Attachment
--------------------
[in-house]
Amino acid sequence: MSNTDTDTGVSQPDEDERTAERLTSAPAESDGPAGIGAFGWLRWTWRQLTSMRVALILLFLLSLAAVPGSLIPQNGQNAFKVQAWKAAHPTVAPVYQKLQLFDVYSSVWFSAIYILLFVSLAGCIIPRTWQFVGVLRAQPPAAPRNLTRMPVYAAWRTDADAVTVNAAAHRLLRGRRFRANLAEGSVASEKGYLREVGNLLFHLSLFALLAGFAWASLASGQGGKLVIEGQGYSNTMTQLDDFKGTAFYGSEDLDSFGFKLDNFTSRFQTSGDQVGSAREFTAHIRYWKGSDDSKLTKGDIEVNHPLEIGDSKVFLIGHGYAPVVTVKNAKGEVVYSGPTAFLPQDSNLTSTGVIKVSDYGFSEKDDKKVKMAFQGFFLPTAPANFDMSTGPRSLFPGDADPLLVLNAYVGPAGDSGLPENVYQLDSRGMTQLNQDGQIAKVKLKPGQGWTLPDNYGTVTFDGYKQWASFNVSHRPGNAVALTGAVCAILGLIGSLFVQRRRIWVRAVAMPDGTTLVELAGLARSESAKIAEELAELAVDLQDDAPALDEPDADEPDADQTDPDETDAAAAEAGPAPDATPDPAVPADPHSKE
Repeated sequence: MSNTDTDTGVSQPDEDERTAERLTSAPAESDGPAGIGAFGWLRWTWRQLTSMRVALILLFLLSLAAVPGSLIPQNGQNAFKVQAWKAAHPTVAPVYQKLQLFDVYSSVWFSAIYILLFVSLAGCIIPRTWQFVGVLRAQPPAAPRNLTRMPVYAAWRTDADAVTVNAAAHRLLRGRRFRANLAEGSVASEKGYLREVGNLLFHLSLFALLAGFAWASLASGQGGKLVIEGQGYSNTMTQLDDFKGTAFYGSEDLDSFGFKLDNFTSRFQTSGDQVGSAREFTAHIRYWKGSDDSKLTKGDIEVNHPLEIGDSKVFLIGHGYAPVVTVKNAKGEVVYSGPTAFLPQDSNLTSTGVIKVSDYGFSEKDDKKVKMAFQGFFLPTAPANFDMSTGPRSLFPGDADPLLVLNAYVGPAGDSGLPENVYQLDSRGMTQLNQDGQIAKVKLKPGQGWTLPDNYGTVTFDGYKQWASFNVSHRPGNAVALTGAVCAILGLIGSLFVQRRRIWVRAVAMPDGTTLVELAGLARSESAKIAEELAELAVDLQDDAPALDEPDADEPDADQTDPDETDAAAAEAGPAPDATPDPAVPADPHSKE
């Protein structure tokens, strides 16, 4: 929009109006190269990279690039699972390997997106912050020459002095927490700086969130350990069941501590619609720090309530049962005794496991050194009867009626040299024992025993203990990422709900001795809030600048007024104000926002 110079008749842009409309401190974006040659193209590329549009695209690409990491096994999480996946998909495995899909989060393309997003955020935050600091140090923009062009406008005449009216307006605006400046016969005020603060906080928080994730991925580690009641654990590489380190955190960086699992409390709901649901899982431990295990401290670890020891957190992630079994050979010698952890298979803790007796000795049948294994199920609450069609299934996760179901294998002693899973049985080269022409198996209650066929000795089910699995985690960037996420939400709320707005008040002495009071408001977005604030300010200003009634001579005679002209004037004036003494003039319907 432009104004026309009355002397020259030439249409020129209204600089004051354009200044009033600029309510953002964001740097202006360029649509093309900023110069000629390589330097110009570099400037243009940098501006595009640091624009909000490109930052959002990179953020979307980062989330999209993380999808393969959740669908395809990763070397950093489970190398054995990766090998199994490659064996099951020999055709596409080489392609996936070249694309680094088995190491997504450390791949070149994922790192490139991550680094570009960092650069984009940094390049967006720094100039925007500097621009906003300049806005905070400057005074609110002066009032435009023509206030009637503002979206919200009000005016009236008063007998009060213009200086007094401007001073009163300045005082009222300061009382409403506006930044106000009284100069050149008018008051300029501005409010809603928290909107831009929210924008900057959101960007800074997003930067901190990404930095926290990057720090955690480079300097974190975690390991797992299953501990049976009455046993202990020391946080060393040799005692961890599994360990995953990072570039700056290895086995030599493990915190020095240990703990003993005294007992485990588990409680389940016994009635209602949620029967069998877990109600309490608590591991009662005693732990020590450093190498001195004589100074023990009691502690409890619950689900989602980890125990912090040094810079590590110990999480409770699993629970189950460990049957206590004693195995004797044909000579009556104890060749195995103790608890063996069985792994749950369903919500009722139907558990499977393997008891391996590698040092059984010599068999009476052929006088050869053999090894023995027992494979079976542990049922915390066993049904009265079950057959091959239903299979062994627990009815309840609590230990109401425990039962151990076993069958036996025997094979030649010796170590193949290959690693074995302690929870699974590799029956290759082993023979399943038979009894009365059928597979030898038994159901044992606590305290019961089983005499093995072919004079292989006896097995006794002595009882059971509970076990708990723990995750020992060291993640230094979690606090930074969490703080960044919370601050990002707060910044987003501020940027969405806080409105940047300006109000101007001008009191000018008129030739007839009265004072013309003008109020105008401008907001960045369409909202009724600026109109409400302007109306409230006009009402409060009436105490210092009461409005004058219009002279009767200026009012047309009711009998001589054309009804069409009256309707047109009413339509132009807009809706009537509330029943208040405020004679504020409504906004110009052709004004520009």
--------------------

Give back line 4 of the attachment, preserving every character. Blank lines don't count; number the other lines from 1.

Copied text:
């Protein structure tokens, strides 16, 4: 929009109006190269990279690039699972390997997106912050020459002095927490700086969130350990069941501590619609720090309530049962005794496991050194009867009626040299024992025993203990990422709900001795809030600048007024104000926002 110079008749842009409309401190974006040659193209590329549009695209690409990491096994999480996946998909495995899909989060393309997003955020935050600091140090923009062009406008005449009216307006605006400046016969005020603060906080928080994730991925580690009641654990590489380190955190960086699992409390709901649901899982431990295990401290670890020891957190992630079994050979010698952890298979803790007796000795049948294994199920609450069609299934996760179901294998002693899973049985080269022409198996209650066929000795089910699995985690960037996420939400709320707005008040002495009071408001977005604030300010200003009634001579005679002209004037004036003494003039319907 432009104004026309009355002397020259030439249409020129209204600089004051354009200044009033600029309510953002964001740097202006360029649509093309900023110069000629390589330097110009570099400037243009940098501006595009640091624009909000490109930052959002990179953020979307980062989330999209993380999808393969959740669908395809990763070397950093489970190398054995990766090998199994490659064996099951020999055709596409080489392609996936070249694309680094088995190491997504450390791949070149994922790192490139991550680094570009960092650069984009940094390049967006720094100039925007500097621009906003300049806005905070400057005074609110002066009032435009023509206030009637503002979206919200009000005016009236008063007998009060213009200086007094401007001073009163300045005082009222300061009382409403506006930044106000009284100069050149008018008051300029501005409010809603928290909107831009929210924008900057959101960007800074997003930067901190990404930095926290990057720090955690480079300097974190975690390991797992299953501990049976009455046993202990020391946080060393040799005692961890599994360990995953990072570039700056290895086995030599493990915190020095240990703990003993005294007992485990588990409680389940016994009635209602949620029967069998877990109600309490608590591991009662005693732990020590450093190498001195004589100074023990009691502690409890619950689900989602980890125990912090040094810079590590110990999480409770699993629970189950460990049957206590004693195995004797044909000579009556104890060749195995103790608890063996069985792994749950369903919500009722139907558990499977393997008891391996590698040092059984010599068999009476052929006088050869053999090894023995027992494979079976542990049922915390066993049904009265079950057959091959239903299979062994627990009815309840609590230990109401425990039962151990076993069958036996025997094979030649010796170590193949290959690693074995302690929870699974590799029956290759082993023979399943038979009894009365059928597979030898038994159901044992606590305290019961089983005499093995072919004079292989006896097995006794002595009882059971509970076990708990723990995750020992060291993640230094979690606090930074969490703080960044919370601050990002707060910044987003501020940027969405806080409105940047300006109000101007001008009191000018008129030739007839009265004072013309003008109020105008401008907001960045369409909202009724600026109109409400302007109306409230006009009402409060009436105490210092009461409005004058219009002279009767200026009012047309009711009998001589054309009804069409009256309707047109009413339509132009807009809706009537509330029943208040405020004679504020409504906004110009052709004004520009």